# DataPilot example 1: Sales volume overview

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A typical introductory example in courses and books for beginners with spreadsheets is a simple sales volume overview.

This example demonstrates the user interface and how to insert text and numbers into cells. Useful aids like AutoFill and drag and drop have been demonstrated in other chapters. The most important part is the connection between cells through formulas, for example addition with the plus operator or the SUM function.

This small exercise might be useful for a first contact with the program, but it shows only a very small fraction of the tasks in an office. To create such a sales overview, you also need the orginal data. That is, before you can use a spreadsheet for creating the sales overview, you need to add many single purchases from different lists and then enter the sums into the relevant fields C5 to F7.

Typical example for beginners

### Practical problems and questions

1. For displaying additional values for May, June, July, and so on, you need to add extra columns. This means that you have to change the structure of the calculation sheet. This is not only somewhat inefficient from a workflow point of view, it also adds some practical questions: How do references react, if you add more columns or rows to the sum formulas?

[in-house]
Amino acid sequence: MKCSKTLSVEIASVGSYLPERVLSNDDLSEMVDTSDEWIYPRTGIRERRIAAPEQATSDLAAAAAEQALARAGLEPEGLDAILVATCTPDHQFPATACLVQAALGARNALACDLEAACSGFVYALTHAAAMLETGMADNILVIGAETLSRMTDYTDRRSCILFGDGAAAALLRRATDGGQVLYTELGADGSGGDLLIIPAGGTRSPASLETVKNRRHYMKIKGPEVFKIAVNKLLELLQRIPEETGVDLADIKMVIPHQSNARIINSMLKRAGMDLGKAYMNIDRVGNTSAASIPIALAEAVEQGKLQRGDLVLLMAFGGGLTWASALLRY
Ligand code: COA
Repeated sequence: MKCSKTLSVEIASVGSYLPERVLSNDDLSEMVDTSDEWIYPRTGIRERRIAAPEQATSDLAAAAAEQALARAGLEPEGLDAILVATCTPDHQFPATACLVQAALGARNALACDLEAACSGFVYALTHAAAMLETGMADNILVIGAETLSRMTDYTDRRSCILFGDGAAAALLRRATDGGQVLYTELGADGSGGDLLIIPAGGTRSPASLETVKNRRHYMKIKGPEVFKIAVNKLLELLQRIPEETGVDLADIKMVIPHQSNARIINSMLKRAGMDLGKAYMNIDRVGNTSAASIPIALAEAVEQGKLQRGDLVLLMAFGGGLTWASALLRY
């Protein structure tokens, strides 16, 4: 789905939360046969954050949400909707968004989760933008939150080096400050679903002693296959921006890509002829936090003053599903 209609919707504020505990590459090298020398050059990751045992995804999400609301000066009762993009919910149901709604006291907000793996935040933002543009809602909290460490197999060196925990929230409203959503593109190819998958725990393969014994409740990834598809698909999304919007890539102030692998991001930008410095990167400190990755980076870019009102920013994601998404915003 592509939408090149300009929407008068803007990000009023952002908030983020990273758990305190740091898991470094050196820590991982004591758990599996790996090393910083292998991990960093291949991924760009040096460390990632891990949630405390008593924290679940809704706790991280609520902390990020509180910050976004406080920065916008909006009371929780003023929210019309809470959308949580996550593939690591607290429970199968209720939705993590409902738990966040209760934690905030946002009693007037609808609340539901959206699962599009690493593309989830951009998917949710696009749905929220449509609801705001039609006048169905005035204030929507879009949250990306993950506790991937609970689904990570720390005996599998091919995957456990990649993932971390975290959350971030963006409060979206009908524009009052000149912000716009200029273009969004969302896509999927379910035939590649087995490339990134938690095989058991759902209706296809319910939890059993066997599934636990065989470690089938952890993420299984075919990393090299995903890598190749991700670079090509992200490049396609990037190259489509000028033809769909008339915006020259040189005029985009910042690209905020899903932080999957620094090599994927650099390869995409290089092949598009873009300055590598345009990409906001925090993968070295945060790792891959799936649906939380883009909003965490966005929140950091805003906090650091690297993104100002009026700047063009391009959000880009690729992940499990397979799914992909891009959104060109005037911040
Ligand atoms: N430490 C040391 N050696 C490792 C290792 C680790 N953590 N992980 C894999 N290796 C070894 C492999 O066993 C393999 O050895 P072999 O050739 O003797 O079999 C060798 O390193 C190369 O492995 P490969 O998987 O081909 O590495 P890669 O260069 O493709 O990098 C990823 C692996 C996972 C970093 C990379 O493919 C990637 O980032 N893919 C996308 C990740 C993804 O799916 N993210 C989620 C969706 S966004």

2. The layout, where the timeline is displayed horizontally, might be less convenient if you add more months. A vertical layout might be a more efficient use of space. How can the table then be transposed? Do you have to enter everything again?
3. What if the management asks unexpected questions or adds an additional subdivision for the different sales regions or a constraint of the sales for a given employee? In such cases you again have to manually add all the sums and create different tables in many variations.
4. Is it really acceptable and realistic to create such an overview by adding the different values manually? This is really a lot of work and extremely error-prone!

### Solution

The most important part of your task in the example is the addition of the total sales per month cells. This had to be done manually. To do this automatically with the program, just get the data into Calc. You can enter the single numbers by hand or you can import a file from your bookkeeping software. In any case we assume a continuous table, that keeps track of all sales in a somewhat primitive form.

Basic data in Calc

You can create the sales volume overview by following these instructions:

1. Select the cell A1 (or any other single cell within the list).
2. Select Data → DataPilot → Start. On the Select Source dialog, choose Current selection and click  OK .
3. The DataPilot dialog has four white layout areas and several fields that look like buttons. These small fields are the titles of the different columns of your list.
• Move the date field into the Column fields area.
• Move the sales field into the Data fields area.